National Aids Control Project- Phase IIIEdit
Dr. Saha discovered the defective kits while reviewing the World Bank’s Second National AIDS Control Project (NACP-II). The DIR of the NACP-II conducted by the World Bank Group identified the major sources of error leading to the distribution of HIV/AIDS test kits. The DIR revealed deficiencies in recording of financial data by NACO and the regional offices and Non-governmental Organizations (NGOs) that report to NACO, leaving room for bribes, corruption, and fraud. Many factors led to the distribution of invalid HIV/AIDS test kits including lapses in inventory management, and improper transportation and storage of the kits; suspiciously, only a very few number of companies won contracts to distribute kits relative to the number of companies bidding as well . Identification of these errors helped guide the World Bank in the implementation of its subsequent Third National AIDS Control Project (NACP-III), which set strengthening the infrastructure of treatment programs and management of information as two of its major goals .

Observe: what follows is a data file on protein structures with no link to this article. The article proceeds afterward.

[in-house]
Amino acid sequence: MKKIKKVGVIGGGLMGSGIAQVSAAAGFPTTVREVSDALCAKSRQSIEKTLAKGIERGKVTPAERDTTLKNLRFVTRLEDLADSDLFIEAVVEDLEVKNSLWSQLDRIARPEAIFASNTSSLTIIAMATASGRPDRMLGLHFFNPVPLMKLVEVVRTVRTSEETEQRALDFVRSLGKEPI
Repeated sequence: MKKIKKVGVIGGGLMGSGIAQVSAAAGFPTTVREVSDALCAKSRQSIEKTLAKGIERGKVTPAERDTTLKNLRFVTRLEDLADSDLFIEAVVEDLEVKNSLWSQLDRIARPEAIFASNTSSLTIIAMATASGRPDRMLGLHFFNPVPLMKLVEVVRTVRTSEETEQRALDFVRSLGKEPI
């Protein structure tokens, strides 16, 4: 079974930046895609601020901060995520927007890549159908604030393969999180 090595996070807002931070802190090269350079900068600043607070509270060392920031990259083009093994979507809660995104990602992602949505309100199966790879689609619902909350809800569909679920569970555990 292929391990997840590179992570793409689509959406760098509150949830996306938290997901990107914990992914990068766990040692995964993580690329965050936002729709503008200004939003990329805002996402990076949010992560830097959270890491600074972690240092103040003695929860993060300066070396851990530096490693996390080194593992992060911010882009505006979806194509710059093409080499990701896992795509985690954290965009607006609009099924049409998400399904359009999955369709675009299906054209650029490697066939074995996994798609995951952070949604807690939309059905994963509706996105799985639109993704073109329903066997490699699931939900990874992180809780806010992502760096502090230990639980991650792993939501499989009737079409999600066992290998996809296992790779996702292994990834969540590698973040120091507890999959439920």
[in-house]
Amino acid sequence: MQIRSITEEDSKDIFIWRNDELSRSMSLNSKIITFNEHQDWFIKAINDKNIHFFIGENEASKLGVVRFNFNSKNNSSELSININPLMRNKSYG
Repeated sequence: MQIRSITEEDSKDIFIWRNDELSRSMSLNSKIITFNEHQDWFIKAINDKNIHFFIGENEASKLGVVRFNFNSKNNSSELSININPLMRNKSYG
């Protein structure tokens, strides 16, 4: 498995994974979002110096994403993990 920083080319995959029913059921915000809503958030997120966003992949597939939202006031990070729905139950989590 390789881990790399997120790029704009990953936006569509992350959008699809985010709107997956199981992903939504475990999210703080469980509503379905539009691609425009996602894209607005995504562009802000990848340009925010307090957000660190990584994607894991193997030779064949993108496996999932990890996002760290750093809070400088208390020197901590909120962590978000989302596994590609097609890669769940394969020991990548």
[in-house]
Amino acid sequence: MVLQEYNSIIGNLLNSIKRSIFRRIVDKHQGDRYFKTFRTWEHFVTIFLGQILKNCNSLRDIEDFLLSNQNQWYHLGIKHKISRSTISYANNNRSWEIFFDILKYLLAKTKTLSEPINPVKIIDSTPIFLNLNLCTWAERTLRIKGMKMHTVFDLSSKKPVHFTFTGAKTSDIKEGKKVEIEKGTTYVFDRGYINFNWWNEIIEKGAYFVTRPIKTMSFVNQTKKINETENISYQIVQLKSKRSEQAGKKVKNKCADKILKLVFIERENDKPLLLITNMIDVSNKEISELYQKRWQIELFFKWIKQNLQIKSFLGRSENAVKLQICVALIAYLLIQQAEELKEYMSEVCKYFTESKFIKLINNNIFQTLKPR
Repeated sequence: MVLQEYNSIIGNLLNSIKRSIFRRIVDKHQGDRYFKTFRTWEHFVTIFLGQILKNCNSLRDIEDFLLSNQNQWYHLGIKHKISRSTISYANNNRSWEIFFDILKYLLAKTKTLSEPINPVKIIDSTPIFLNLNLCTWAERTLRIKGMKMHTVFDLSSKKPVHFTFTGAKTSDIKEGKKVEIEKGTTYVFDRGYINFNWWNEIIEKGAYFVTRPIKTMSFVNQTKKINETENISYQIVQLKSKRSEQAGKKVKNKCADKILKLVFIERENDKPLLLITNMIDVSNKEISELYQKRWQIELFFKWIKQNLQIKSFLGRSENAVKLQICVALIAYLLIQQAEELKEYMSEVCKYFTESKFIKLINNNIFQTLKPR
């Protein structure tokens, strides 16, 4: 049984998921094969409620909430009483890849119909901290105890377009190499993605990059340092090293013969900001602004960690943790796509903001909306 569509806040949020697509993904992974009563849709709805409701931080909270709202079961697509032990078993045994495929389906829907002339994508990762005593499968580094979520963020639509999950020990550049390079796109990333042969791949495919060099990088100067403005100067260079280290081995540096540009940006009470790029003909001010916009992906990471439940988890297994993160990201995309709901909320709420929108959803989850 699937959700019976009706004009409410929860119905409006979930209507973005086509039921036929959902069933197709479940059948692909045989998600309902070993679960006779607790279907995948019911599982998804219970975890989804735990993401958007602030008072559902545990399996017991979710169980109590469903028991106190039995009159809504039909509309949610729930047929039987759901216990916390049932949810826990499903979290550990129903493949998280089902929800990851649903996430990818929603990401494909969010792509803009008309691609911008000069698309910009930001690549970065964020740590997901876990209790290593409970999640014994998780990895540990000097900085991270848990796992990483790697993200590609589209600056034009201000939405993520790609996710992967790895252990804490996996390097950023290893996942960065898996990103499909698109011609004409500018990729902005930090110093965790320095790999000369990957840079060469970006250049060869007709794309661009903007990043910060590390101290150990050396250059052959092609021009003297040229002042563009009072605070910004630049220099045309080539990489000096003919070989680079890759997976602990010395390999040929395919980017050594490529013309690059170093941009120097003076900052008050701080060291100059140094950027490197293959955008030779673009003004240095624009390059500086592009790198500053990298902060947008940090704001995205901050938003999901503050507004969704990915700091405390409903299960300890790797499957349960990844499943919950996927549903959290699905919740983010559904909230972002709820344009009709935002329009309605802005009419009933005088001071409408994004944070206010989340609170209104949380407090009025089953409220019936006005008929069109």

Dr. Saha's organization, People for Better Treatment, has filed a lawsuit against one manufacturer of the HIV testing kits Monozyme India Ltd . Similarly, People For Better Treatment has filed a Public Interest Litigation in Calcutta High Court against members of the West Bengal Health Ministry, as many children received HIV-infected blood transfusions in this area .
Dr. Saha also took his complaints to the Delhi High Court, where he filed a lawsuit against the National AIDS Control Organisation. . The Delhi High Court ordered NACO to ensure that they comply with the recommendations made by Professor John Parry in his review of the NACO program after Dr. Saha made his allegations. However, Dr. Saha argues that NACO cannot conduct a fair investigation of itself with a history of minimizing, dismissing, or ignoring the allegations waged against it. Thus, Dr. Saha has field a Special Leave Petition with the Supreme Court of India.